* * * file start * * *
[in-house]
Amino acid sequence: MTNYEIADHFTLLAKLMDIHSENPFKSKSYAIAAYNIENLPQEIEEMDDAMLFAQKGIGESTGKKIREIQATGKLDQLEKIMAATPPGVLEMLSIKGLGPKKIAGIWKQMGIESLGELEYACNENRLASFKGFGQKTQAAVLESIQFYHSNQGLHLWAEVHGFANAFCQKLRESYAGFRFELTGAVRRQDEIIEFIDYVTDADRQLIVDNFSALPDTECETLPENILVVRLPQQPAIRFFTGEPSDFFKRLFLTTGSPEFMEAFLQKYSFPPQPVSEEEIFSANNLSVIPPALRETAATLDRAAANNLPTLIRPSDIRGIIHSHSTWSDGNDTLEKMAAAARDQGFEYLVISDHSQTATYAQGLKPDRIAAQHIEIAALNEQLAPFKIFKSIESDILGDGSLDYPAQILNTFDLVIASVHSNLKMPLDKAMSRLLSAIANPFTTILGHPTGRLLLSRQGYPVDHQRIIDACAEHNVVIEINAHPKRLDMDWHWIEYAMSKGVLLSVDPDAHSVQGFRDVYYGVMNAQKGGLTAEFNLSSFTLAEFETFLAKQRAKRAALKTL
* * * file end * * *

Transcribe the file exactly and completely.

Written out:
[in-house]
Amino acid sequence: MTNYEIADHFTLLAKLMDIHSENPFKSKSYAIAAYNIENLPQEIEEMDDAMLFAQKGIGESTGKKIREIQATGKLDQLEKIMAATPPGVLEMLSIKGLGPKKIAGIWKQMGIESLGELEYACNENRLASFKGFGQKTQAAVLESIQFYHSNQGLHLWAEVHGFANAFCQKLRESYAGFRFELTGAVRRQDEIIEFIDYVTDADRQLIVDNFSALPDTECETLPENILVVRLPQQPAIRFFTGEPSDFFKRLFLTTGSPEFMEAFLQKYSFPPQPVSEEEIFSANNLSVIPPALRETAATLDRAAANNLPTLIRPSDIRGIIHSHSTWSDGNDTLEKMAAAARDQGFEYLVISDHSQTATYAQGLKPDRIAAQHIEIAALNEQLAPFKIFKSIESDILGDGSLDYPAQILNTFDLVIASVHSNLKMPLDKAMSRLLSAIANPFTTILGHPTGRLLLSRQGYPVDHQRIIDACAEHNVVIEINAHPKRLDMDWHWIEYAMSKGVLLSVDPDAHSVQGFRDVYYGVMNAQKGGLTAEFNLSSFTLAEFETFLAKQRAKRAALKTL